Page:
The paper finds that entrepreneurs are increasingly looking at outer space for providing terrestrial solutions, and Western entrepreneurs in particular are working towards setting up basic infrastructure enabling a new industrial age based in outer space.

Commercial space mining is part of this vision, which also has the added advantage of reducing dependency on terrestrial resources and thus limiting environmental degradation.


The paper also identifies specific NewSpace companies working on affordable, frequent access to outer space, as well as space manufacturing technologies. Together, these activities form the backbone of the space economy.

“However, the future of this vision is uncertain, as existing international space law has not evolved beyond Cold War concerns,” observes Vidya Sagar Reddy Avuthu, a Junior Fellow with India’s Observer Research Foundation within the group’s Nuclear and Space Policy Initiative.

Business plan for asteroid mining.
Credit: Joel Sercel/ICS Associates Inc. and TransAstra

International norms

The ORF analyst reports that existing international norms and space law has not evolved to support this commercial space mining vision. The Outer Space Treaty that established basic international space law was a response to Cold War concerns and did not take into consideration the prospect of commercial space mining.

“The space mining companies could conduct a preliminary mining expedition on an asteroid and sell those resources on earth, thus leading to the establishment of a new set of international norms. This could propel states to draft a comprehensive law to govern space mining, and thus enabling the space

This ORF Occasional Paper #122 is available at:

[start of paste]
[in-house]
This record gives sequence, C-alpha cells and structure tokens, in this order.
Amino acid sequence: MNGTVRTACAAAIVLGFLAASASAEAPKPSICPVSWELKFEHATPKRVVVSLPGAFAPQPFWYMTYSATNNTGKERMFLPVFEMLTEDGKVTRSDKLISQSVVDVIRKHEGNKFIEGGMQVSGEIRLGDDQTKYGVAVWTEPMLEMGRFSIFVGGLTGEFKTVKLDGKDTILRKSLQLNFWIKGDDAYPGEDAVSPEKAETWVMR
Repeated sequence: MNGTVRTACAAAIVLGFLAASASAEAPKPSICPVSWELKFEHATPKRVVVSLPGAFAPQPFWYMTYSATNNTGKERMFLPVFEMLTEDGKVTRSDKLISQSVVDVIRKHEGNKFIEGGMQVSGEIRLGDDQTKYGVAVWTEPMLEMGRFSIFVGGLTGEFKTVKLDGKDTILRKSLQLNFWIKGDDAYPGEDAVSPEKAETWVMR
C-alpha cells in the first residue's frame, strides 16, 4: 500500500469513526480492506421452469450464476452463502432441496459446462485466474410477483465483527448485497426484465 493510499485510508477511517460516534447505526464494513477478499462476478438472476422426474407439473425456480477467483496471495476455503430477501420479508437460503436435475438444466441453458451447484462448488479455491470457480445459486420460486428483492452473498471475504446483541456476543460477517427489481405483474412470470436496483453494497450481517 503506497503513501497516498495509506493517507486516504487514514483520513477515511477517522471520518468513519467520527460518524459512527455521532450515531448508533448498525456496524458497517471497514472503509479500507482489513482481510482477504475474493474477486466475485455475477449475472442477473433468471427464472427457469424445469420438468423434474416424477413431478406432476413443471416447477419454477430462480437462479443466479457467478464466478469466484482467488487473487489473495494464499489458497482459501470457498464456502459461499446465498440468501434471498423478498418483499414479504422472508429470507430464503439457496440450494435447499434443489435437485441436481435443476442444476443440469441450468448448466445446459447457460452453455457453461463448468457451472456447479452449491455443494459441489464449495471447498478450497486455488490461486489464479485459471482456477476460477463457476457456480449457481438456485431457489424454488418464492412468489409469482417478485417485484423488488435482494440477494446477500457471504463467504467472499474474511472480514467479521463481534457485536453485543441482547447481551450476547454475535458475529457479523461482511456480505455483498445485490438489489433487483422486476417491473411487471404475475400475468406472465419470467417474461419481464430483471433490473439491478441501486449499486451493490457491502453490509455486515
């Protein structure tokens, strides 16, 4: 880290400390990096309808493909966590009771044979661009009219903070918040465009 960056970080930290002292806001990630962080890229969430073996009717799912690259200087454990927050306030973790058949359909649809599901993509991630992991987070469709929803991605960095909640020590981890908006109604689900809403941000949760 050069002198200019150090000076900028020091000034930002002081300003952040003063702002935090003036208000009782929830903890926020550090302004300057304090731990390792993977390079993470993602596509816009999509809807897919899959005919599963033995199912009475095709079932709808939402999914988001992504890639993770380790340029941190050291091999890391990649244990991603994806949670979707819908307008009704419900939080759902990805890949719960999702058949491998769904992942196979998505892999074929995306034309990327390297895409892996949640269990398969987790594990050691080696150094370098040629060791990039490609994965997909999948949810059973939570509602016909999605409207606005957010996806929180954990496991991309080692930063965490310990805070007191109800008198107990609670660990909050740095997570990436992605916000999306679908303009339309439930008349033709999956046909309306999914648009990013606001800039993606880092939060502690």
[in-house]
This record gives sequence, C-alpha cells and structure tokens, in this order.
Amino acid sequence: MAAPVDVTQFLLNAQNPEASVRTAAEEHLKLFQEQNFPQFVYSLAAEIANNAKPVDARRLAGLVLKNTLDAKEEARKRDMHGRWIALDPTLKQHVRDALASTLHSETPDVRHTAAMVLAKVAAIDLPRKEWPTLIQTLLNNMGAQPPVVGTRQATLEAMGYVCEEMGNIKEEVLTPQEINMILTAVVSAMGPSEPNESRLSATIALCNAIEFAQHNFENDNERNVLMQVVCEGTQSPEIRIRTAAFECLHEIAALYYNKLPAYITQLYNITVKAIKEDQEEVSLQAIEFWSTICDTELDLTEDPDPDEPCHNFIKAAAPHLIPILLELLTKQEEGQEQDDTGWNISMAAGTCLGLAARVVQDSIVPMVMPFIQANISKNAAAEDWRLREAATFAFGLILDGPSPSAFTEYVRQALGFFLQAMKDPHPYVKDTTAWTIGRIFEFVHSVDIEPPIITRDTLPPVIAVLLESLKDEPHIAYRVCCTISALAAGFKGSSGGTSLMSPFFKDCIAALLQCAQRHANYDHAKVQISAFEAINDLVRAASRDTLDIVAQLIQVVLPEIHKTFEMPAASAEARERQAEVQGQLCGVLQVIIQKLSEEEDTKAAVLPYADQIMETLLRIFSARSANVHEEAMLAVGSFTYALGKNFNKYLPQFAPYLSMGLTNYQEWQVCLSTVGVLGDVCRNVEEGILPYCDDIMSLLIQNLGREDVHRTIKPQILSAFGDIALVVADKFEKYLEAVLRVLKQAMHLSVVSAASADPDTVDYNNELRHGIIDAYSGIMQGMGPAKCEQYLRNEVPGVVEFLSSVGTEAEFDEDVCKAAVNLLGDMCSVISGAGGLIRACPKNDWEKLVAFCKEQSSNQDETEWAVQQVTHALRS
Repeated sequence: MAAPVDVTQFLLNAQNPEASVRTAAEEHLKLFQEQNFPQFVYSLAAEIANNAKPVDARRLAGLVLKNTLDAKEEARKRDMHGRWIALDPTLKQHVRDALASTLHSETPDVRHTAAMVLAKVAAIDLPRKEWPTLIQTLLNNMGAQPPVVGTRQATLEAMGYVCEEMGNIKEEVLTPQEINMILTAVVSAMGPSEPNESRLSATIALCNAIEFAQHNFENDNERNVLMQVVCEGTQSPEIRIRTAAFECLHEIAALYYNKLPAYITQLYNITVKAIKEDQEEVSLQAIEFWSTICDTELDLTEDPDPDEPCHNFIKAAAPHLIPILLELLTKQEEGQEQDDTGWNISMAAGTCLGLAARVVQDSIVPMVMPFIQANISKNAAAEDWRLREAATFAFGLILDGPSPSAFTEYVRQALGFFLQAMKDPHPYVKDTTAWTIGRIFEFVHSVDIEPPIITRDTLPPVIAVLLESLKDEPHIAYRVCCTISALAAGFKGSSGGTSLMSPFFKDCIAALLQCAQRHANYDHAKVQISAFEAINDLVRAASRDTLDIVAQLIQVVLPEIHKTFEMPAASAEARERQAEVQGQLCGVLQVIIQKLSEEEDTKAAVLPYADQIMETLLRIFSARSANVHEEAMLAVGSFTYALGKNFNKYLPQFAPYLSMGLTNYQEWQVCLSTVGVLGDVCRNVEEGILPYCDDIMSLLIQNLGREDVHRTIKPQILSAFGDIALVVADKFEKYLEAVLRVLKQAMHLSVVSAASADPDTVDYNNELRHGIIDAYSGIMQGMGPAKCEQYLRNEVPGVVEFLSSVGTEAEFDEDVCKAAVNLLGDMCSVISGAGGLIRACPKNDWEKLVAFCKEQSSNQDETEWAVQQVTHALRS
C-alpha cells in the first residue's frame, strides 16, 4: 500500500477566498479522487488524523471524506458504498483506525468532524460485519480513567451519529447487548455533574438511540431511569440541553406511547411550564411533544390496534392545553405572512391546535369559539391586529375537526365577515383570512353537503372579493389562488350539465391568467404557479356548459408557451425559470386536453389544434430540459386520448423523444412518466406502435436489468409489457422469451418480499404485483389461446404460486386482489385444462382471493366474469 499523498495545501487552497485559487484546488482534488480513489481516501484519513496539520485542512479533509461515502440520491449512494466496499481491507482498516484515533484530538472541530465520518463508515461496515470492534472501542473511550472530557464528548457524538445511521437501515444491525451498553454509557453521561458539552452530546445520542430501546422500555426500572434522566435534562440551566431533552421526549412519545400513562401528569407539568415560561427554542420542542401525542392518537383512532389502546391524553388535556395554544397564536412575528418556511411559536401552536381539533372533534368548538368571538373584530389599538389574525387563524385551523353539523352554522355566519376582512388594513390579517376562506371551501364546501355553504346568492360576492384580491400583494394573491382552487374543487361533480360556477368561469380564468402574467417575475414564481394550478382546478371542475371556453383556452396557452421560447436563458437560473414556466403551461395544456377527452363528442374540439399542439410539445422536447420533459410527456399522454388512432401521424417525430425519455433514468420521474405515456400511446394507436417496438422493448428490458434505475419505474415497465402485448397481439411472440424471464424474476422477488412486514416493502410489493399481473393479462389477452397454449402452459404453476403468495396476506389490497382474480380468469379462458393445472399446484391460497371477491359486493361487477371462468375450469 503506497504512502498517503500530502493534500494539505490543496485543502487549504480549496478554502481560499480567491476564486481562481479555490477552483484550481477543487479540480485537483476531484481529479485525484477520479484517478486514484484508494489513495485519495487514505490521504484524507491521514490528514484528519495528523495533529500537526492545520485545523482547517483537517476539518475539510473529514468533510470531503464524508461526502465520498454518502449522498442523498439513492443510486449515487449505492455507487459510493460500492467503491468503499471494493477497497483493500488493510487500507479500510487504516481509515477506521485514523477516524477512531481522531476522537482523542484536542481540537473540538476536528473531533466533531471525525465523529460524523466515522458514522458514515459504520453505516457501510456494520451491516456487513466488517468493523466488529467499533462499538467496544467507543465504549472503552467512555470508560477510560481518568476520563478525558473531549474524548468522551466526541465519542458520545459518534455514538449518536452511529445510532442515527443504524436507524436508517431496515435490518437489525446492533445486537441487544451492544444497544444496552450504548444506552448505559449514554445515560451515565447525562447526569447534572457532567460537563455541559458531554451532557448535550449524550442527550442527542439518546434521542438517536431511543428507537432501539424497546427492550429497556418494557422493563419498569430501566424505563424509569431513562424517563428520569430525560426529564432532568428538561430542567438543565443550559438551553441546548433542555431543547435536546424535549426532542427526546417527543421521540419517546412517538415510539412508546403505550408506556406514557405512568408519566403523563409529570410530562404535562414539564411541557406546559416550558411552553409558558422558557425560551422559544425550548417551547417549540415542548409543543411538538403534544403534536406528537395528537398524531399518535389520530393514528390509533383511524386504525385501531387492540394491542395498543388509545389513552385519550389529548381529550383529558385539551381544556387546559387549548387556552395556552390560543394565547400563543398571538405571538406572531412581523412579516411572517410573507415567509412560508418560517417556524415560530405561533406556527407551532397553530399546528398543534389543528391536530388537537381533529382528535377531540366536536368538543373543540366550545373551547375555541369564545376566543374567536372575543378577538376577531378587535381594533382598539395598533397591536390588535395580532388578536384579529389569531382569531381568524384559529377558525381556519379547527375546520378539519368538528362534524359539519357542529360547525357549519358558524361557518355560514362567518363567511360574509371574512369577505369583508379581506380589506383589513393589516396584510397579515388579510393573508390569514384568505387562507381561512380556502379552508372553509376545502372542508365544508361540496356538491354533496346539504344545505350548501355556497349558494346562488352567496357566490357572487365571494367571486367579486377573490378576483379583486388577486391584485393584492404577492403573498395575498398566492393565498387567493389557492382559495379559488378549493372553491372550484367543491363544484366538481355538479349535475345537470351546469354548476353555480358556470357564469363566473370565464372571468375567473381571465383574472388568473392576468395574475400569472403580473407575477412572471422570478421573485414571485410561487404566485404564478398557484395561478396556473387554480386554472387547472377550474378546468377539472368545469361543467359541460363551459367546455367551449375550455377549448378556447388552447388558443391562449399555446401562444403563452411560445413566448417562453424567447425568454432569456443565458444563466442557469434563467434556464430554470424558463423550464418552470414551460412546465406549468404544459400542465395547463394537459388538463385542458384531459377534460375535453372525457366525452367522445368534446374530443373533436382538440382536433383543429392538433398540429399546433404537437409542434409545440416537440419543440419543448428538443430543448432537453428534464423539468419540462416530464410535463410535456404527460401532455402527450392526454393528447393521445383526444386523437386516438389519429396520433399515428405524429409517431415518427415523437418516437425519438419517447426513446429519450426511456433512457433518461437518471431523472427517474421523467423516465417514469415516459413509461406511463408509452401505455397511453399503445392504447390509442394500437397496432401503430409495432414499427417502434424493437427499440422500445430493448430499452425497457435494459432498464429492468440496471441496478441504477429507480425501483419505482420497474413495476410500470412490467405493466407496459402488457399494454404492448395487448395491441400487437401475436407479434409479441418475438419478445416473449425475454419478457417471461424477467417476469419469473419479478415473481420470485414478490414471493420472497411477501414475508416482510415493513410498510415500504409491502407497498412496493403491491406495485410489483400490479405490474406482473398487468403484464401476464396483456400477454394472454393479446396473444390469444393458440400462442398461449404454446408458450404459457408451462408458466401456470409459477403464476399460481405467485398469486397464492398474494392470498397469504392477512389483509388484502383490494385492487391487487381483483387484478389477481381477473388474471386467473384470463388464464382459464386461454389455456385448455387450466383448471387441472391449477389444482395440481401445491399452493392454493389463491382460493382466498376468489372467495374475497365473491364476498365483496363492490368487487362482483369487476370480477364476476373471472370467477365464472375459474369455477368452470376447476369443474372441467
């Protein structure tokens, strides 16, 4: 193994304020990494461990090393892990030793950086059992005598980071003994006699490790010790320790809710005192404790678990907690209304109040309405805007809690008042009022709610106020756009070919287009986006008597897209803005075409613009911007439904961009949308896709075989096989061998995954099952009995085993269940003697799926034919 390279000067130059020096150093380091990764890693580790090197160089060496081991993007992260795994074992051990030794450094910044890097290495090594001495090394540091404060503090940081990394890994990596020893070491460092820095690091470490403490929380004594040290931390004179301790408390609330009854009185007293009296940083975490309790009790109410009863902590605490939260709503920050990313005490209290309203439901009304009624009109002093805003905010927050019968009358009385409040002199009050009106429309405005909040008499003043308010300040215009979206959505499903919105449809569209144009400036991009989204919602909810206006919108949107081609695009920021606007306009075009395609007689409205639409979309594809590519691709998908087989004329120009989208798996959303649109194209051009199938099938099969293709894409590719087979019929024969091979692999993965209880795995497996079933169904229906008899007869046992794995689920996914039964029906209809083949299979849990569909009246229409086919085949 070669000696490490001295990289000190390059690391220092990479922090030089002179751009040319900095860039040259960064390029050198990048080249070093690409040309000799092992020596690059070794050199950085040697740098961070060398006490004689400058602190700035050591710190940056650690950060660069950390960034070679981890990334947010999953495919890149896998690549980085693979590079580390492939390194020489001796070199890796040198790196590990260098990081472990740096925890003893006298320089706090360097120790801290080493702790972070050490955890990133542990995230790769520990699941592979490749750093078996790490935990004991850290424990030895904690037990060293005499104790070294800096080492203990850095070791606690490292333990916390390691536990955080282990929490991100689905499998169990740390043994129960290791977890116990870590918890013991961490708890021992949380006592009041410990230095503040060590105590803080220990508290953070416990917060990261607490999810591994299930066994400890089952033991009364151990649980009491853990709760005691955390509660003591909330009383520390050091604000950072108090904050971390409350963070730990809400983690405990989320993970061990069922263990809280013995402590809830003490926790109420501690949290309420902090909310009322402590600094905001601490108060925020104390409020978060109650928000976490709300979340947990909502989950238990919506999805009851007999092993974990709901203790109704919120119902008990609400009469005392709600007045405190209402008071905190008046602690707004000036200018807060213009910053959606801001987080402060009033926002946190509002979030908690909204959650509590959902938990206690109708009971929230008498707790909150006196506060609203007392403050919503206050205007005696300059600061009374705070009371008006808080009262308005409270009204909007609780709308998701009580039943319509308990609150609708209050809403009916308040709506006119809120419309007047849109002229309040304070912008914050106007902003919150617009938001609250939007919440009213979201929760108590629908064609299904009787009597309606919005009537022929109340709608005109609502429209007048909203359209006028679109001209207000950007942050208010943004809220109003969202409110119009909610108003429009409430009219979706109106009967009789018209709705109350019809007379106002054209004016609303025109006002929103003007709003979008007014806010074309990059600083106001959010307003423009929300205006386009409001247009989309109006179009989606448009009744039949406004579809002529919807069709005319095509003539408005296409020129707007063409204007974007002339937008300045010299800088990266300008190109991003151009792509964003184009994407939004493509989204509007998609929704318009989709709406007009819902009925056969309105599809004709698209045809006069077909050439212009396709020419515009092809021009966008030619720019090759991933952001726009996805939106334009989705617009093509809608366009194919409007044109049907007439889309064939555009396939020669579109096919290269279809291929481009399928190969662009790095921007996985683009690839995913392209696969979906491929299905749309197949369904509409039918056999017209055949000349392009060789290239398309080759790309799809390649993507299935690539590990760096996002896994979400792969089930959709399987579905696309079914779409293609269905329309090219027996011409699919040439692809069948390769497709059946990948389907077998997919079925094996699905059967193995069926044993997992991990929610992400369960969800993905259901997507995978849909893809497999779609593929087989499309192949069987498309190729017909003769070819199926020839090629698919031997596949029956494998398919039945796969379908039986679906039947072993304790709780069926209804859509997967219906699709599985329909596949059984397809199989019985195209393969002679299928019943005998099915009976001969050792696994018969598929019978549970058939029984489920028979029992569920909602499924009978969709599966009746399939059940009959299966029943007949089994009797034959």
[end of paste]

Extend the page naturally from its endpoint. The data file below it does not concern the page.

Taking to the air on Mars.
Copyright Mars City Design, used with permission.



Transforming the exotic environment of the Red Planet demands talented technologists, scientists, and architects.

Enter the Mars City Design group, bridging the gap between leading educators, scientists and engineers, with a splash of artistic vocations within entertainment, media and other professions.




Project exhibition

Last month, winners of Mars City Design Challenges 2017 celebrated their victories in a gala held in Los Angeles, California.

Vera Mulyani, visionary lead for Mars City Design.
Credit: Mars City Design

The event included exhibition of 30 projects that are ready to be developed for creating the blueprints to advance the mission for Mars. Several selected architectural projects showcased their projects in virtual reality.

Redwood Forest – Trees of Our Past and Future. Credit: Valentina Sumini MIT Redwood Forest Team


Human destiny

Mars City Design is the brainchild of Vera Mulyani, a passionate visionary keen on becoming an architect of Mars. Founded in Silicon Beach, Los Angeles, California, Mars City Design is dedicated to making Mars the second home for humans.

“Survivability is no longer enough,” Mulyani explains. “If the human destiny is to become ‘a multi-planetary species’ and the technology is making it possible, it becomes urgent to responsibly design the destinations that are out of this world, sustainable and contributive to the present Earth,” she believes.


And the winners are…

Architecture category:

1st Winner: Redwood Forest, by M.I.T Team lead by Valentina Sumini

2nd Winner: Color Wheel, by Diane Turnshek and Matt Finlay & Carnegie Mellon University Team

Urban Design category:

Winner: Marscapes, by Romarie Gonzales and Arturo Hernandez

Copyright Mars City Design, used with permission.

Sustainable Energy category:

1st Winner: Tree of Life by Samer El Sayary

2nd Winner: Helios by l’X École Polytechnique Team lead by Pierrot Arsène and Louis Quilley

3rd Winner: Ætheras by l’X École Polytechnique Team lead by Sebastien Roebben

Transportation category:

Winner: Around Mars in 80 Days by l’X École Polytechnique Team lead by Zoé Ghiron